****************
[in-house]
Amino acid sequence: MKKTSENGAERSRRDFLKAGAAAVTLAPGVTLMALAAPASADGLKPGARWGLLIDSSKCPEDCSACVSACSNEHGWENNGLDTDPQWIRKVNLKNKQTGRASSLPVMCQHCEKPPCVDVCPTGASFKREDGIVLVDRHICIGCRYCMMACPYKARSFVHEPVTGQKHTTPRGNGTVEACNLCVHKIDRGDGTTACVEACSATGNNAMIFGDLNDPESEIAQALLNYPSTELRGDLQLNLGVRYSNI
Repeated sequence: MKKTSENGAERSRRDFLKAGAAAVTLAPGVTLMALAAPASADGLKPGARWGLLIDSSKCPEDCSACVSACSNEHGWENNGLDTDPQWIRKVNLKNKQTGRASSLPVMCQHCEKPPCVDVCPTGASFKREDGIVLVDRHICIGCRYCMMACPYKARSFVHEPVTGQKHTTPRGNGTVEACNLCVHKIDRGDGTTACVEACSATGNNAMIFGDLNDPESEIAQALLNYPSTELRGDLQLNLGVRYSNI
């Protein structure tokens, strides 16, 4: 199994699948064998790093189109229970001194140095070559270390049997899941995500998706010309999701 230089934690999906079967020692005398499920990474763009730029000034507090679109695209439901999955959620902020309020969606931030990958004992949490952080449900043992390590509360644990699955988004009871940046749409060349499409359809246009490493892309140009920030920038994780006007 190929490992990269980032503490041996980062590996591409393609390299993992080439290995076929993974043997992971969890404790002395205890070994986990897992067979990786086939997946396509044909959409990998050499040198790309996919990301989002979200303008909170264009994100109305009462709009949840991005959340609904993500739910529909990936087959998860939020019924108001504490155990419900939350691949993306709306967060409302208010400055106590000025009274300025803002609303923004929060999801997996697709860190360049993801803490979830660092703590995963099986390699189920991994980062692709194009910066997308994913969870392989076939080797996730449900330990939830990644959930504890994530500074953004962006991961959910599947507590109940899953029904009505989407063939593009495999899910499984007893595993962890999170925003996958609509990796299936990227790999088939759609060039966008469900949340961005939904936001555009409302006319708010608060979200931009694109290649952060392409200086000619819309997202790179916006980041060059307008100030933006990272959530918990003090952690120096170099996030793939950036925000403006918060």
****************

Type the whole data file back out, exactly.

[in-house]
Amino acid sequence: MKKTSENGAERSRRDFLKAGAAAVTLAPGVTLMALAAPASADGLKPGARWGLLIDSSKCPEDCSACVSACSNEHGWENNGLDTDPQWIRKVNLKNKQTGRASSLPVMCQHCEKPPCVDVCPTGASFKREDGIVLVDRHICIGCRYCMMACPYKARSFVHEPVTGQKHTTPRGNGTVEACNLCVHKIDRGDGTTACVEACSATGNNAMIFGDLNDPESEIAQALLNYPSTELRGDLQLNLGVRYSNI
Repeated sequence: MKKTSENGAERSRRDFLKAGAAAVTLAPGVTLMALAAPASADGLKPGARWGLLIDSSKCPEDCSACVSACSNEHGWENNGLDTDPQWIRKVNLKNKQTGRASSLPVMCQHCEKPPCVDVCPTGASFKREDGIVLVDRHICIGCRYCMMACPYKARSFVHEPVTGQKHTTPRGNGTVEACNLCVHKIDRGDGTTACVEACSATGNNAMIFGDLNDPESEIAQALLNYPSTELRGDLQLNLGVRYSNI
């Protein structure tokens, strides 16, 4: 199994699948064998790093189109229970001194140095070559270390049997899941995500998706010309999701 230089934690999906079967020692005398499920990474763009730029000034507090679109695209439901999955959620902020309020969606931030990958004992949490952080449900043992390590509360644990699955988004009871940046749409060349499409359809246009490493892309140009920030920038994780006007 190929490992990269980032503490041996980062590996591409393609390299993992080439290995076929993974043997992971969890404790002395205890070994986990897992067979990786086939997946396509044909959409990998050499040198790309996919990301989002979200303008909170264009994100109305009462709009949840991005959340609904993500739910529909990936087959998860939020019924108001504490155990419900939350691949993306709306967060409302208010400055106590000025009274300025803002609303923004929060999801997996697709860190360049993801803490979830660092703590995963099986390699189920991994980062692709194009910066997308994913969870392989076939080797996730449900330990939830990644959930504890994530500074953004962006991961959910599947507590109940899953029904009505989407063939593009495999899910499984007893595993962890999170925003996958609509990796299936990227790999088939759609060039966008469900949340961005939904936001555009409302006319708010608060979200931009694109290649952060392409200086000619819309997202790179916006980041060059307008100030933006990272959530918990003090952690120096170099996030793939950036925000403006918060």